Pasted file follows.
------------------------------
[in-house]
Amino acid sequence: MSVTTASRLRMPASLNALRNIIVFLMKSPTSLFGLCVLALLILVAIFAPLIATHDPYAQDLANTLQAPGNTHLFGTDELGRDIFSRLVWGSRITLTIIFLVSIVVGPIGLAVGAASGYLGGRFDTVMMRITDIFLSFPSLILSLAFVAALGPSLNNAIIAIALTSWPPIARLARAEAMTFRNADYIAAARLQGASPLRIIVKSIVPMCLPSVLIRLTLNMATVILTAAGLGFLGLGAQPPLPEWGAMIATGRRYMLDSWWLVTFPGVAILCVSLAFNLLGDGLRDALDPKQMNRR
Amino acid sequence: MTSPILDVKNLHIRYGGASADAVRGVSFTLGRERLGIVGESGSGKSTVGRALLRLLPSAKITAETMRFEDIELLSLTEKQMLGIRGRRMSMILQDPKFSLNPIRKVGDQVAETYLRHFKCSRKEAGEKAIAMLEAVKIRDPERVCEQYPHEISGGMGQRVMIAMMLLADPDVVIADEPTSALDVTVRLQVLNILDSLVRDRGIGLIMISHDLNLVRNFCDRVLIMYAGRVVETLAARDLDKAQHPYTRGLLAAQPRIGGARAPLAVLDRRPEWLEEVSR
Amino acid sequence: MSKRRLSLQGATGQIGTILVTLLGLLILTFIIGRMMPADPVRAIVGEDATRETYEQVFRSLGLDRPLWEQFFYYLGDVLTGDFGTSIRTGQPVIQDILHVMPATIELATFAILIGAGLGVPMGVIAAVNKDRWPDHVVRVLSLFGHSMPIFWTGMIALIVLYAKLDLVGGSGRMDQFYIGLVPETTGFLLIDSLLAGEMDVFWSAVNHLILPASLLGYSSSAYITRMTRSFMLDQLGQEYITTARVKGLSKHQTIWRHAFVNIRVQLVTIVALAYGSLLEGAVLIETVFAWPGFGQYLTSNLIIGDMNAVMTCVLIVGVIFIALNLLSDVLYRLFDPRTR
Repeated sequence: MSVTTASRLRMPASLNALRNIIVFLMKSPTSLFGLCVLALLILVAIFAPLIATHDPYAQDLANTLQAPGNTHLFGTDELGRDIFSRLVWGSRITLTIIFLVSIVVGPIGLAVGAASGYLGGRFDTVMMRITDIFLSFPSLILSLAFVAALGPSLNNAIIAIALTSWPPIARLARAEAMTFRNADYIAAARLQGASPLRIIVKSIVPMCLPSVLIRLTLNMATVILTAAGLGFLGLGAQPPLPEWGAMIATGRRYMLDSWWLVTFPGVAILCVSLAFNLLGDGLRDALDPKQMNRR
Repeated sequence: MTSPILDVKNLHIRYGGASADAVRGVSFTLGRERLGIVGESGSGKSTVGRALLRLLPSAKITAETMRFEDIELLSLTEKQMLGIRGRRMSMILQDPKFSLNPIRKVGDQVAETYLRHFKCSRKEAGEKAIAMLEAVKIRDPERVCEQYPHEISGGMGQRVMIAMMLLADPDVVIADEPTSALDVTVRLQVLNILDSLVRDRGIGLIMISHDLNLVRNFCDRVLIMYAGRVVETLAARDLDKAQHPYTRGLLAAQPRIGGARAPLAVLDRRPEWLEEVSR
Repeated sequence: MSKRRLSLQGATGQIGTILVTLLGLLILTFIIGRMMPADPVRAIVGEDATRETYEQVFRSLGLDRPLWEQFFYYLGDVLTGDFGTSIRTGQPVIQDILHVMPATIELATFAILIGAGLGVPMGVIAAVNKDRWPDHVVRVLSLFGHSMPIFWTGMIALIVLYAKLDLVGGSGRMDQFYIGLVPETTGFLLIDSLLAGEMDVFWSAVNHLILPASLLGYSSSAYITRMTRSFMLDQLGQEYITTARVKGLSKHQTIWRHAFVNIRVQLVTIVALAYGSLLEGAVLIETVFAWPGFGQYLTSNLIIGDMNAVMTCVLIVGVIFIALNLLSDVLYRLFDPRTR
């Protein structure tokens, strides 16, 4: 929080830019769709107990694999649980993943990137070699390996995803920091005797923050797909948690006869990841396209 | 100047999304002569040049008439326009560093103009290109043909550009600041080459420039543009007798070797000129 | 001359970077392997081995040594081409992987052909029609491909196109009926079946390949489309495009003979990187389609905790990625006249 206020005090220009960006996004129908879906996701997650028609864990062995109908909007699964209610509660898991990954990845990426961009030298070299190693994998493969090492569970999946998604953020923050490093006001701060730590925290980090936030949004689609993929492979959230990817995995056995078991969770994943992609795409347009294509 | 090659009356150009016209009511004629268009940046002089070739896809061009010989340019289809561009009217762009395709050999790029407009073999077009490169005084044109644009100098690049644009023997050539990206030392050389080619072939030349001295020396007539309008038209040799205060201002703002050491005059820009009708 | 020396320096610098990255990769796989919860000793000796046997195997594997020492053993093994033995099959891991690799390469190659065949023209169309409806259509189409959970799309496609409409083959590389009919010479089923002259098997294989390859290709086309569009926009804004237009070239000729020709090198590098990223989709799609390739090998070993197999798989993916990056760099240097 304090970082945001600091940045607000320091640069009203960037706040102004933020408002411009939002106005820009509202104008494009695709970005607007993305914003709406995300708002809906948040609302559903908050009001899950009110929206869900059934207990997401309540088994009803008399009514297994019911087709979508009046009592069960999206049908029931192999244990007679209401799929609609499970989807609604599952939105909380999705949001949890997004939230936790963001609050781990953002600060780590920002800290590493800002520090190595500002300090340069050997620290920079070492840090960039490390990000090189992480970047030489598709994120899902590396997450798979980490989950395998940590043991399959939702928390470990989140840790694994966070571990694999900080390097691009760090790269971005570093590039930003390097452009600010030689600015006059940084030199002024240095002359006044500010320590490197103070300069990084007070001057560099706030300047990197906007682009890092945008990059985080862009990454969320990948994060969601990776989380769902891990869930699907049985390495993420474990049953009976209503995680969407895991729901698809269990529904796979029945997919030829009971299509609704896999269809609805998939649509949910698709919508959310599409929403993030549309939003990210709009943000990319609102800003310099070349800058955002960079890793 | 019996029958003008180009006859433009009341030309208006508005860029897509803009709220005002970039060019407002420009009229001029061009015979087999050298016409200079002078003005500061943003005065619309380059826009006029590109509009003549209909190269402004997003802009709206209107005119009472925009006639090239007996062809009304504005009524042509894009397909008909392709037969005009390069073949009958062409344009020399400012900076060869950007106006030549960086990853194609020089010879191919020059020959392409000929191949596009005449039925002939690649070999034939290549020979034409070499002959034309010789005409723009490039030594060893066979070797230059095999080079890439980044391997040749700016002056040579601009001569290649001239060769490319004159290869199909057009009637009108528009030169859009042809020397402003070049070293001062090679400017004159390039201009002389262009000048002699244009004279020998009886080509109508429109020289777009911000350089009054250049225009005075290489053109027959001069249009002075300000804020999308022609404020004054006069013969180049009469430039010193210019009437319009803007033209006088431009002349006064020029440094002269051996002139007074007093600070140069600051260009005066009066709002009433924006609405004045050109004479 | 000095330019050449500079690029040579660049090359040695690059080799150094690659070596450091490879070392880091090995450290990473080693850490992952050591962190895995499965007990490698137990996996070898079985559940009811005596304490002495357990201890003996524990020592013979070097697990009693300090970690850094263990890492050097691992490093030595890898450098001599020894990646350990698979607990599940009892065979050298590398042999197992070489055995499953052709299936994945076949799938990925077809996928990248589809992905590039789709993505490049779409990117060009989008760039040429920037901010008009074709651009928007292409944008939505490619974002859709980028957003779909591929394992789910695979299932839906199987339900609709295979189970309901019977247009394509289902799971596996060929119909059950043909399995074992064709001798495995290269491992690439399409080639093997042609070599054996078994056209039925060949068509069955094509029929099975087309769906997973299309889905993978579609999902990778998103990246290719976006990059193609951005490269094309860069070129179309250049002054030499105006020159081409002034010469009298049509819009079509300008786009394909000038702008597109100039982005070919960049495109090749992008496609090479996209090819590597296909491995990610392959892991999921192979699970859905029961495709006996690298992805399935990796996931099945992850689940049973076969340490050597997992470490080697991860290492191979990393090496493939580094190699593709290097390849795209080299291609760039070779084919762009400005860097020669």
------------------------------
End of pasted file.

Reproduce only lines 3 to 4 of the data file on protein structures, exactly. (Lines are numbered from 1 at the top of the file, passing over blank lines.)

Amino acid sequence: MTSPILDVKNLHIRYGGASADAVRGVSFTLGRERLGIVGESGSGKSTVGRALLRLLPSAKITAETMRFEDIELLSLTEKQMLGIRGRRMSMILQDPKFSLNPIRKVGDQVAETYLRHFKCSRKEAGEKAIAMLEAVKIRDPERVCEQYPHEISGGMGQRVMIAMMLLADPDVVIADEPTSALDVTVRLQVLNILDSLVRDRGIGLIMISHDLNLVRNFCDRVLIMYAGRVVETLAARDLDKAQHPYTRGLLAAQPRIGGARAPLAVLDRRPEWLEEVSR
Amino acid sequence: MSKRRLSLQGATGQIGTILVTLLGLLILTFIIGRMMPADPVRAIVGEDATRETYEQVFRSLGLDRPLWEQFFYYLGDVLTGDFGTSIRTGQPVIQDILHVMPATIELATFAILIGAGLGVPMGVIAAVNKDRWPDHVVRVLSLFGHSMPIFWTGMIALIVLYAKLDLVGGSGRMDQFYIGLVPETTGFLLIDSLLAGEMDVFWSAVNHLILPASLLGYSSSAYITRMTRSFMLDQLGQEYITTARVKGLSKHQTIWRHAFVNIRVQLVTIVALAYGSLLEGAVLIETVFAWPGFGQYLTSNLIIGDMNAVMTCVLIVGVIFIALNLLSDVLYRLFDPRTR